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Financing Collectibles for Fun and Profit

With the advent of the internet and especially auction services like those provided by Yahoo and E-bay, serious collectors have much larger arenas in which to buy and sell their wares. This provides the opportunity for quick discovery of hard-to-find items that previously might have taken years to find.

Depending upon the rarity of the collectible and the owner's awareness of its value, prices may range up to thousands of dollars for something of true quality in above average condition. However, there are still bargains being found everyday. A lot of things are being sold for a fraction of their true values simply because the owner wants to free up some space or rid themselves of what they perceive to be unnecessary clutter.

Savvy collectors know, not only the true values of the items that they collect, but also where and how to sell them for a profit. Unfortunately, if the item available costs more than available cash, the opportunity of a lifetime can remain unrealized. The question is: how to prevent this opportunity from being lost forever.

The answer is financing.

To finance something is to make up the difference between cash on hand and the purchase price. Depending upon the price of the item and the time it can take to liquidate it, you may have some options. If you only need a few dollars until pay day, you may be able to borrow short-term money from a relative or friend. If you need a few hundred, you might consider a cash advance on a credit card; especially if the item can be sold before the bill comes due. If you need a few thousand, neither your friends nor your credit card may be willing to accommodate you. You may want to consider a HELOC.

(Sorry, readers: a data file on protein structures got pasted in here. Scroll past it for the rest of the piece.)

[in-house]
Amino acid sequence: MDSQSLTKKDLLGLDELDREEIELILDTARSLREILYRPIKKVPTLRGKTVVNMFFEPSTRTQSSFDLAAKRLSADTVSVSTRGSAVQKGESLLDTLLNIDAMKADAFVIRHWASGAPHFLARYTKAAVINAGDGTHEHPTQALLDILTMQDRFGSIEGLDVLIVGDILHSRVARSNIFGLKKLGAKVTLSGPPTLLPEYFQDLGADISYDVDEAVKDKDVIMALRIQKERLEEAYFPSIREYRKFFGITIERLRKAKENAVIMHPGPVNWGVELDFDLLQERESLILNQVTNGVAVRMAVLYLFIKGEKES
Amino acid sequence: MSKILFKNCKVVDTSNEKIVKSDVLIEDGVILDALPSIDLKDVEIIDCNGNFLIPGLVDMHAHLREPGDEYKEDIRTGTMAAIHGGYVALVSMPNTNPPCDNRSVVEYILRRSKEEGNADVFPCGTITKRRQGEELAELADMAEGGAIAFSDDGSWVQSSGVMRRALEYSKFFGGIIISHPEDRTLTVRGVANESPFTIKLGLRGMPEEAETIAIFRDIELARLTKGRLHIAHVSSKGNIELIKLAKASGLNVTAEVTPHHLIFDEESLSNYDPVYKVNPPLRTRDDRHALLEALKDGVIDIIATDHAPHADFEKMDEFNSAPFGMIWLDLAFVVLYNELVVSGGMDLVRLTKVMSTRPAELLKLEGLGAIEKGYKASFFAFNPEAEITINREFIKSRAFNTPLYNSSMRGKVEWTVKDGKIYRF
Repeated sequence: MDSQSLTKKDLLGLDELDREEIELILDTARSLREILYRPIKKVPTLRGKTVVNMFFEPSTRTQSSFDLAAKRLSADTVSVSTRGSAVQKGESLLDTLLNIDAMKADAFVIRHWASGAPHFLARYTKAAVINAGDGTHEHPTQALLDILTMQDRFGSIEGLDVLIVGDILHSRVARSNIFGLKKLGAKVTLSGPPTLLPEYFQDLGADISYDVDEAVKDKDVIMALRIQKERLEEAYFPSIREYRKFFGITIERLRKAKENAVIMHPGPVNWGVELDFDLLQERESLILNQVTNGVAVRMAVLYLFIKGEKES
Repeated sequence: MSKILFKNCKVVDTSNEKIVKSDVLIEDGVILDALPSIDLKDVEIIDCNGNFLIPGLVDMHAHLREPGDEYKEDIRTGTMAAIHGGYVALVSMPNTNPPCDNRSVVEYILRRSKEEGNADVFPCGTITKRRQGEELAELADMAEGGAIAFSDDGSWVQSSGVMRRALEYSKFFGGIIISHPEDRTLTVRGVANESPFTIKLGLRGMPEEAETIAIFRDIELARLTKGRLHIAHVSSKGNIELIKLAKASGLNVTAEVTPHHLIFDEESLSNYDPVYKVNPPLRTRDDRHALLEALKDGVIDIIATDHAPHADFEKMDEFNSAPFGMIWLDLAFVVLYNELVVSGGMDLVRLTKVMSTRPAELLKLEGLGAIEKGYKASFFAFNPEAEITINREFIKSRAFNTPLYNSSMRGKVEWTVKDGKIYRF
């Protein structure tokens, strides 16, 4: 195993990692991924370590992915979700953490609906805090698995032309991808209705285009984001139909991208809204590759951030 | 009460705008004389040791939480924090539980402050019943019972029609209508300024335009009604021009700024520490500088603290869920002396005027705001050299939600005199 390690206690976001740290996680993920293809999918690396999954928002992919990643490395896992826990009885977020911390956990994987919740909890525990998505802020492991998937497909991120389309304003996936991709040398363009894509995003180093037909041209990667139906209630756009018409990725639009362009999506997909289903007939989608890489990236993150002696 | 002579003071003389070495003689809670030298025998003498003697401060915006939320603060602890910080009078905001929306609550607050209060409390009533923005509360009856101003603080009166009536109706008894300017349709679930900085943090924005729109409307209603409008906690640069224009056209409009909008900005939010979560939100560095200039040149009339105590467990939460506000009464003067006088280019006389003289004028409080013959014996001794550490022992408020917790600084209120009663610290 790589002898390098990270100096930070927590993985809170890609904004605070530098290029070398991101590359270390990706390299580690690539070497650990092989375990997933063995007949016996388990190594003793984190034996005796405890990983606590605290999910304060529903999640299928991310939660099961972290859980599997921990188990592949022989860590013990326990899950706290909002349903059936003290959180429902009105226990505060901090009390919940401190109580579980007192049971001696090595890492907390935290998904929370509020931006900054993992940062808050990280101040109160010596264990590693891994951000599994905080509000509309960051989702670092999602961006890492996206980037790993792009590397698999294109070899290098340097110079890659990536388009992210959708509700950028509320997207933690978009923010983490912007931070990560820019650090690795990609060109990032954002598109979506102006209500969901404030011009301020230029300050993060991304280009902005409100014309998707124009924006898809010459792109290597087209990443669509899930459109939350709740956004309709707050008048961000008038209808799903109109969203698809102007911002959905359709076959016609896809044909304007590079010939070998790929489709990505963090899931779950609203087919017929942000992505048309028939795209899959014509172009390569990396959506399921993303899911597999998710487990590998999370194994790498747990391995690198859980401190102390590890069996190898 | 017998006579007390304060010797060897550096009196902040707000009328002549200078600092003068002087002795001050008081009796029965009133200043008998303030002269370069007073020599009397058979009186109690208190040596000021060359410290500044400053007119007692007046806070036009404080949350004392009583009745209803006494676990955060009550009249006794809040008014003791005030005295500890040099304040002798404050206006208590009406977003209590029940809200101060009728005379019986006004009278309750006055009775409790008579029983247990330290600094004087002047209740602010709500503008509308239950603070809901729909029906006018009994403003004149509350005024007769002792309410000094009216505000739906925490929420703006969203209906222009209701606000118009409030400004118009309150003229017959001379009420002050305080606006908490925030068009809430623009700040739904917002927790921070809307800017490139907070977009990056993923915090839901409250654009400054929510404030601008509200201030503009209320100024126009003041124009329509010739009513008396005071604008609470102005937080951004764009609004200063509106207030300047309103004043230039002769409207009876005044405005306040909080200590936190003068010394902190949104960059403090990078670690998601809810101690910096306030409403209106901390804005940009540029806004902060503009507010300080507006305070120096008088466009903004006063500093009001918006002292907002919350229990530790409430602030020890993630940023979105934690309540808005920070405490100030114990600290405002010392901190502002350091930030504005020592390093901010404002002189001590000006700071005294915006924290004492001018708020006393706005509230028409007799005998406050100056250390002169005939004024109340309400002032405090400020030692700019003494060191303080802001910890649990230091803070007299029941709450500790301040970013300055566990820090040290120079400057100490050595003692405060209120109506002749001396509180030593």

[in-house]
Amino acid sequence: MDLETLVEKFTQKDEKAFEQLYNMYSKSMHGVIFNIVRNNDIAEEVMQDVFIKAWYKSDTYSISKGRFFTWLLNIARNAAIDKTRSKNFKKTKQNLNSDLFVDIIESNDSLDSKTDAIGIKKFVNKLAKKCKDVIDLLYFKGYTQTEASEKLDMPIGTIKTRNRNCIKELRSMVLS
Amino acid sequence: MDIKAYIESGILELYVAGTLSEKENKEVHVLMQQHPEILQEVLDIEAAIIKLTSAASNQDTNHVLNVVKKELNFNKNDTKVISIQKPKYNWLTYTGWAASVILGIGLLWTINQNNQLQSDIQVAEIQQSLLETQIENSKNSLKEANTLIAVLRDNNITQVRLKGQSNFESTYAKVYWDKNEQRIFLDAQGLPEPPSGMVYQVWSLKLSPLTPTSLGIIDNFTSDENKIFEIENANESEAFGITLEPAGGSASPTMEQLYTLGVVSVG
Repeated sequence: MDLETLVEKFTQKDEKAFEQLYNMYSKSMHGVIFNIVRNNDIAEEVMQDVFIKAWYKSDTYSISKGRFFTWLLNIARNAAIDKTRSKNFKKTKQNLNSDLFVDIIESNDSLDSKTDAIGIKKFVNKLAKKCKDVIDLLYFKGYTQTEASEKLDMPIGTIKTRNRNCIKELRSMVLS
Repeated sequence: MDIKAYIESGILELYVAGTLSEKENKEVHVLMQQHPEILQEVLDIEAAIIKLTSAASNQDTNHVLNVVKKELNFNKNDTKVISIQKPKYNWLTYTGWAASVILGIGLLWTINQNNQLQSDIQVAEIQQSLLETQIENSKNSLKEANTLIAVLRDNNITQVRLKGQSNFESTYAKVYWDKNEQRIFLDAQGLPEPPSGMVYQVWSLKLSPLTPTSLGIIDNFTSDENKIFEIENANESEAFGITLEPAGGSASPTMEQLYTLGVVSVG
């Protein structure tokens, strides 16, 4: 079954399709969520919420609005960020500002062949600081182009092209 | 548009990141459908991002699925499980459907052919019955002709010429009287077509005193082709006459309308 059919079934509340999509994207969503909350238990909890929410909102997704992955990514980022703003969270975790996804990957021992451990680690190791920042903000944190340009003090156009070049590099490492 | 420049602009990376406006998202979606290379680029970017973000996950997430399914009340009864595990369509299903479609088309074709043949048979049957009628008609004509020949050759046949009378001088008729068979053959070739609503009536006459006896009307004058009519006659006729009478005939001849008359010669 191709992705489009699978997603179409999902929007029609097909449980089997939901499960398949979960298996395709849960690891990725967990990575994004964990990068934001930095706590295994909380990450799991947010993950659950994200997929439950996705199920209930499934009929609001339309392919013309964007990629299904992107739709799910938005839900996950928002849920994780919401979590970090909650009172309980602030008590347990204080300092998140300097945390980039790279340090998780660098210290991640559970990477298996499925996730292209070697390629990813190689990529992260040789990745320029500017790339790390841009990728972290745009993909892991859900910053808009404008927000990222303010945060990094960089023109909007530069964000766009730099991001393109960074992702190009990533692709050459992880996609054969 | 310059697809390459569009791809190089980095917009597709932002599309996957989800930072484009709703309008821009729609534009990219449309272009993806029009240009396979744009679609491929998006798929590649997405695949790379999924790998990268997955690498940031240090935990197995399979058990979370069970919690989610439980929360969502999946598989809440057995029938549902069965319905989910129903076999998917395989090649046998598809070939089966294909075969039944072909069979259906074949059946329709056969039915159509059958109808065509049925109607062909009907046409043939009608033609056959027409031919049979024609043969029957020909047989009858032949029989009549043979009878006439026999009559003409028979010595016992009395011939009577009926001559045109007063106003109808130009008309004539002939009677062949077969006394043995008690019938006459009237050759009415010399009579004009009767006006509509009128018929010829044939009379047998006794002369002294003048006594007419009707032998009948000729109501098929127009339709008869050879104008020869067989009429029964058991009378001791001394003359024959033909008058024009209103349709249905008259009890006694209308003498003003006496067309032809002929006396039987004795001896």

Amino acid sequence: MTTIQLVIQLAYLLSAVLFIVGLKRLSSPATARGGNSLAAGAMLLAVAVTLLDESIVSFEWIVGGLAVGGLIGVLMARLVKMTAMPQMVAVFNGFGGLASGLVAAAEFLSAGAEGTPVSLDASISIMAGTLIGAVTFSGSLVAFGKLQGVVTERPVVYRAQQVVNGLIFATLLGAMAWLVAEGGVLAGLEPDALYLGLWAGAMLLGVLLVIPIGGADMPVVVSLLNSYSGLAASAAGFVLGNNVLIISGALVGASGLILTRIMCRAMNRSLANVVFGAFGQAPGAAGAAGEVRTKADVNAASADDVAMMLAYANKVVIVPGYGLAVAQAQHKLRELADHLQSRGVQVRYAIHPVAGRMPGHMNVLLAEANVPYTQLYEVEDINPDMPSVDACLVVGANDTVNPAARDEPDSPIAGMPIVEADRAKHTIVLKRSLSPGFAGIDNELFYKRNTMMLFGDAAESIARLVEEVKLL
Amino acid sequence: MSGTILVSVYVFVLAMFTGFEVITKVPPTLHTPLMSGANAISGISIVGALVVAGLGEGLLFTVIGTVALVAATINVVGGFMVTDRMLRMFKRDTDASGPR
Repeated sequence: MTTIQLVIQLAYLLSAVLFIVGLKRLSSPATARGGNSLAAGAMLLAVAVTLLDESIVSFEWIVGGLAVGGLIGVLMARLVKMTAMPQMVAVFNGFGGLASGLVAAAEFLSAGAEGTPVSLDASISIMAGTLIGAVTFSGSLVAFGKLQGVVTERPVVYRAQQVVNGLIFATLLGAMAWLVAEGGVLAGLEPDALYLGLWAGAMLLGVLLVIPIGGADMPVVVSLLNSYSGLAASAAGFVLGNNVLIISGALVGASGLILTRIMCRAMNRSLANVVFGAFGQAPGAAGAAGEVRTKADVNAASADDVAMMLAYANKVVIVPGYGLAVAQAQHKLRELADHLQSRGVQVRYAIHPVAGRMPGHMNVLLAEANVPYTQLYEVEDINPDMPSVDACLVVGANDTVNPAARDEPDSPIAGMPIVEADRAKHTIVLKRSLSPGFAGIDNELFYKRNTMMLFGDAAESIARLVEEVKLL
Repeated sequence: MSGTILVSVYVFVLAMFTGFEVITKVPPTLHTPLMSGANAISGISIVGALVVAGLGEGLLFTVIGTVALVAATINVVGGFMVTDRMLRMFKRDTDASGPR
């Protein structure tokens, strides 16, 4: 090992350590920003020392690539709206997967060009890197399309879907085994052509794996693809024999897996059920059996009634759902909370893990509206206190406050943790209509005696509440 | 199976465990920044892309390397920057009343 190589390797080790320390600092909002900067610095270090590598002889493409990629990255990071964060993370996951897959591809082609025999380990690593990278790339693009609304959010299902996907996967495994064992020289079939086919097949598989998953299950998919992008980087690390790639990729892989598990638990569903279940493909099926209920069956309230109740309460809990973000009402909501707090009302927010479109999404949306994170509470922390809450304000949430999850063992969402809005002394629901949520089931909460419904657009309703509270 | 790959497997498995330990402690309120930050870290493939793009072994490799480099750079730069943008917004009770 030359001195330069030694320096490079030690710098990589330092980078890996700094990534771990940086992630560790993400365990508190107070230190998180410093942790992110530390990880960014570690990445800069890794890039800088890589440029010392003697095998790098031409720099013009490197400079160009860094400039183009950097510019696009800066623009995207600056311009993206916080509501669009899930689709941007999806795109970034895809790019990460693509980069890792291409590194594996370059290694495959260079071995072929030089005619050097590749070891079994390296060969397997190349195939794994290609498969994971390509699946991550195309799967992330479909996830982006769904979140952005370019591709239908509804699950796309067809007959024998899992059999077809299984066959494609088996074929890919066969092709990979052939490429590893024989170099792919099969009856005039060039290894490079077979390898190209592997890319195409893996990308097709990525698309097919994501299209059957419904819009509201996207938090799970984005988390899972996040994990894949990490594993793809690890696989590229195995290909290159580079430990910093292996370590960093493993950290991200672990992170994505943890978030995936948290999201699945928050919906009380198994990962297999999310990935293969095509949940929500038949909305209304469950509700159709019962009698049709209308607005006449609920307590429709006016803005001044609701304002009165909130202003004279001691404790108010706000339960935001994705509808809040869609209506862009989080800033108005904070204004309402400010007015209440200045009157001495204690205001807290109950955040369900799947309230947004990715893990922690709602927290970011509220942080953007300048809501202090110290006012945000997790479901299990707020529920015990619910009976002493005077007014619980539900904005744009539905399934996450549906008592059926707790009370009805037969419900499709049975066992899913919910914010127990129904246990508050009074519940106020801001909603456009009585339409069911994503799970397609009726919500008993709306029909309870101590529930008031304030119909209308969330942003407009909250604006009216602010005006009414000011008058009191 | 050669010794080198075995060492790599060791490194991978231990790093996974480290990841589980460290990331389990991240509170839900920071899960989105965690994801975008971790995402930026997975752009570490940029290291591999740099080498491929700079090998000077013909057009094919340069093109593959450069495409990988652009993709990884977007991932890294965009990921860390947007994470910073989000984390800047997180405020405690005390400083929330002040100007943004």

HELOC stands for Home Equity Line of Credit. It is an inexpensive means of borrowing money by accessing equity that you may have in your home. When you have a HELOC you can get money immediately. Interest is reasonable because it is tied to the Prime rate. Payments are low because they are interest only.

Many homeowners find that HELOC rates are considerably lower than the rates of the credit cards, personal loans and second mortgages. However, unlike credit cards and personal loans, the interest paid on a HELOC is often tax deductible (consult your tax advisor).

Given the previously described scenario, having a HELOC would allow you to write a check for items that may cost thousands of dollars. Conceivably, you could turn around and sell them, pay-off the HELOC and make a profit before your first payment becomes due.

If you would like to turn your hobby into something more serious and graduate from seller to "Power Seller" or from hobbiest to entrepreneur, a lack of cash may not be an obstacle. A HELOC could be the key to your success.

Copyright 2005 Robert E. Jones, Jr.

Robert E. Jones is a Mortgage Loan Officer with years of experience helping homeowners manage their debt.

He is also known as "Mr. HELOC".

Robert has an established reputation as a creative problem solver. He specializes in helping homeowners use their equity and credit to achieve their personal and financial goals and overcome difficult situations.

If you have questions about HELOCs or creative financing, you can contact him by visiting

© Athifea Distribution LLC - 2013